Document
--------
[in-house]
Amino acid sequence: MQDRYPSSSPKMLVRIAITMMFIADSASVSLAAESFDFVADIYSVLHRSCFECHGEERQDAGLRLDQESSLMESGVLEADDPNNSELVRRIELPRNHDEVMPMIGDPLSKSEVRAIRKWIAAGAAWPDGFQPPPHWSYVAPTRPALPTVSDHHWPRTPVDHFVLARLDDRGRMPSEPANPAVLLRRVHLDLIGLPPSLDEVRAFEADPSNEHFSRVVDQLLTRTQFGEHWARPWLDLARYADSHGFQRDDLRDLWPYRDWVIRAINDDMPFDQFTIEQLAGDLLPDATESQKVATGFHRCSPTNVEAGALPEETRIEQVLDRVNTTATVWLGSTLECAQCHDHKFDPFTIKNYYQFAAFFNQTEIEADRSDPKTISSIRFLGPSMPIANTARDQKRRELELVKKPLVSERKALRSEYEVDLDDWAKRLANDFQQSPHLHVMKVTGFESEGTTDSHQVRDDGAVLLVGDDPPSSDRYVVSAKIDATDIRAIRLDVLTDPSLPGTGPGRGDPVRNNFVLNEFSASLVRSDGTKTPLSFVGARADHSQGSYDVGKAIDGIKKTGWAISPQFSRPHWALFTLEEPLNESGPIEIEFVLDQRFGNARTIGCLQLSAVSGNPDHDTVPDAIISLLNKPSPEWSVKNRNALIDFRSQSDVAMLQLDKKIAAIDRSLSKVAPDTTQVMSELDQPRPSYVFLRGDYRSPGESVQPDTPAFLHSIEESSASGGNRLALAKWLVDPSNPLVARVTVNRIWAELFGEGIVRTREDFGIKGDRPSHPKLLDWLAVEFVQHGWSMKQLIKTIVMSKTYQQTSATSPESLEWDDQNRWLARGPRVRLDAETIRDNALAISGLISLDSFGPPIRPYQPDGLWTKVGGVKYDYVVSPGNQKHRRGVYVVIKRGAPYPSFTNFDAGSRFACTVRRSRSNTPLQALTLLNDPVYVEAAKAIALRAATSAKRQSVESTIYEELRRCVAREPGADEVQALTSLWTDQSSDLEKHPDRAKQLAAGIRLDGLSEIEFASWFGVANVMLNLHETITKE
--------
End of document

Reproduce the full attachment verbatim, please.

[in-house]
Amino acid sequence: MQDRYPSSSPKMLVRIAITMMFIADSASVSLAAESFDFVADIYSVLHRSCFECHGEERQDAGLRLDQESSLMESGVLEADDPNNSELVRRIELPRNHDEVMPMIGDPLSKSEVRAIRKWIAAGAAWPDGFQPPPHWSYVAPTRPALPTVSDHHWPRTPVDHFVLARLDDRGRMPSEPANPAVLLRRVHLDLIGLPPSLDEVRAFEADPSNEHFSRVVDQLLTRTQFGEHWARPWLDLARYADSHGFQRDDLRDLWPYRDWVIRAINDDMPFDQFTIEQLAGDLLPDATESQKVATGFHRCSPTNVEAGALPEETRIEQVLDRVNTTATVWLGSTLECAQCHDHKFDPFTIKNYYQFAAFFNQTEIEADRSDPKTISSIRFLGPSMPIANTARDQKRRELELVKKPLVSERKALRSEYEVDLDDWAKRLANDFQQSPHLHVMKVTGFESEGTTDSHQVRDDGAVLLVGDDPPSSDRYVVSAKIDATDIRAIRLDVLTDPSLPGTGPGRGDPVRNNFVLNEFSASLVRSDGTKTPLSFVGARADHSQGSYDVGKAIDGIKKTGWAISPQFSRPHWALFTLEEPLNESGPIEIEFVLDQRFGNARTIGCLQLSAVSGNPDHDTVPDAIISLLNKPSPEWSVKNRNALIDFRSQSDVAMLQLDKKIAAIDRSLSKVAPDTTQVMSELDQPRPSYVFLRGDYRSPGESVQPDTPAFLHSIEESSASGGNRLALAKWLVDPSNPLVARVTVNRIWAELFGEGIVRTREDFGIKGDRPSHPKLLDWLAVEFVQHGWSMKQLIKTIVMSKTYQQTSATSPESLEWDDQNRWLARGPRVRLDAETIRDNALAISGLISLDSFGPPIRPYQPDGLWTKVGGVKYDYVVSPGNQKHRRGVYVVIKRGAPYPSFTNFDAGSRFACTVRRSRSNTPLQALTLLNDPVYVEAAKAIALRAATSAKRQSVESTIYEELRRCVAREPGADEVQALTSLWTDQSSDLEKHPDRAKQLAAGIRLDGLSEIEFASWFGVANVMLNLHETITKE